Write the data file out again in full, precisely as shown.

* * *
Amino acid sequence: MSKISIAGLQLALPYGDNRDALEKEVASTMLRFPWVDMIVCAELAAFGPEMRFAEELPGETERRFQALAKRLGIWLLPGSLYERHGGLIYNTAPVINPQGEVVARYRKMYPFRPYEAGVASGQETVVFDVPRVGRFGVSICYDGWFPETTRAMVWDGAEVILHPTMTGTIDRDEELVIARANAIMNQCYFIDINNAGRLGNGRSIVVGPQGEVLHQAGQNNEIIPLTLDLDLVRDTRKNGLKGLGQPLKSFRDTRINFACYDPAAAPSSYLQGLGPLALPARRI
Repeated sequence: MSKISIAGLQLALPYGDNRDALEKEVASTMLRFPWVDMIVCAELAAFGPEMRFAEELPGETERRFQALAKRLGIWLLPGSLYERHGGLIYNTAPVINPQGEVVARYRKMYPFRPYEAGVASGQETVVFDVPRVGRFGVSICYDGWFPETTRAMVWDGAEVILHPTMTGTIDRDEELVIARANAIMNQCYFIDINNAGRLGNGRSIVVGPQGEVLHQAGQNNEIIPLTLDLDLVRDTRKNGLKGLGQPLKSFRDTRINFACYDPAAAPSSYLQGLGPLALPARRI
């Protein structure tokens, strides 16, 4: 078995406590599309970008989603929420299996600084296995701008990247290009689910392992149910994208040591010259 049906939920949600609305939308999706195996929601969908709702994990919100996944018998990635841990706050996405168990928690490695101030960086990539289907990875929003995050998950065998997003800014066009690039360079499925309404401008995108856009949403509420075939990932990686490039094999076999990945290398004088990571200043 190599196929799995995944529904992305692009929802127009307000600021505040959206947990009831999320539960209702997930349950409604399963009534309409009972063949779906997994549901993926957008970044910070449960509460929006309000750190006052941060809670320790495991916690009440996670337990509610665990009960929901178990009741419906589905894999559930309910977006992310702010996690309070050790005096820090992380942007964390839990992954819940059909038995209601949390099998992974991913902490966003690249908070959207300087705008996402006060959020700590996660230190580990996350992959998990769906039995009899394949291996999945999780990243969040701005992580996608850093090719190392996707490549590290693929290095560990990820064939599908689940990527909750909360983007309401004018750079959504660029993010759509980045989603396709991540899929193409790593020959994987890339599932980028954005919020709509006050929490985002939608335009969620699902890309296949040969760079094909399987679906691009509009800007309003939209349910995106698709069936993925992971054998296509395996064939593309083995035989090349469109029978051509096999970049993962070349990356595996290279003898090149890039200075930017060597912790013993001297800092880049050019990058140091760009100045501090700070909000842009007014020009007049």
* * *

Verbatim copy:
Amino acid sequence: MSKISIAGLQLALPYGDNRDALEKEVASTMLRFPWVDMIVCAELAAFGPEMRFAEELPGETERRFQALAKRLGIWLLPGSLYERHGGLIYNTAPVINPQGEVVARYRKMYPFRPYEAGVASGQETVVFDVPRVGRFGVSICYDGWFPETTRAMVWDGAEVILHPTMTGTIDRDEELVIARANAIMNQCYFIDINNAGRLGNGRSIVVGPQGEVLHQAGQNNEIIPLTLDLDLVRDTRKNGLKGLGQPLKSFRDTRINFACYDPAAAPSSYLQGLGPLALPARRI
Repeated sequence: MSKISIAGLQLALPYGDNRDALEKEVASTMLRFPWVDMIVCAELAAFGPEMRFAEELPGETERRFQALAKRLGIWLLPGSLYERHGGLIYNTAPVINPQGEVVARYRKMYPFRPYEAGVASGQETVVFDVPRVGRFGVSICYDGWFPETTRAMVWDGAEVILHPTMTGTIDRDEELVIARANAIMNQCYFIDINNAGRLGNGRSIVVGPQGEVLHQAGQNNEIIPLTLDLDLVRDTRKNGLKGLGQPLKSFRDTRINFACYDPAAAPSSYLQGLGPLALPARRI
């Protein structure tokens, strides 16, 4: 078995406590599309970008989603929420299996600084296995701008990247290009689910392992149910994208040591010259 049906939920949600609305939308999706195996929601969908709702994990919100996944018998990635841990706050996405168990928690490695101030960086990539289907990875929003995050998950065998997003800014066009690039360079499925309404401008995108856009949403509420075939990932990686490039094999076999990945290398004088990571200043 190599196929799995995944529904992305692009929802127009307000600021505040959206947990009831999320539960209702997930349950409604399963009534309409009972063949779906997994549901993926957008970044910070449960509460929006309000750190006052941060809670320790495991916690009440996670337990509610665990009960929901178990009741419906589905894999559930309910977006992310702010996690309070050790005096820090992380942007964390839990992954819940059909038995209601949390099998992974991913902490966003690249908070959207300087705008996402006060959020700590996660230190580990996350992959998990769906039995009899394949291996999945999780990243969040701005992580996608850093090719190392996707490549590290693929290095560990990820064939599908689940990527909750909360983007309401004018750079959504660029993010759509980045989603396709991540899929193409790593020959994987890339599932980028954005919020709509006050929490985002939608335009969620699902890309296949040969760079094909399987679906691009509009800007309003939209349910995106698709069936993925992971054998296509395996064939593309083995035989090349469109029978051509096999970049993962070349990356595996290279003898090149890039200075930017060597912790013993001297800092880049050019990058140091760009100045501090700070909000842009007014020009007049």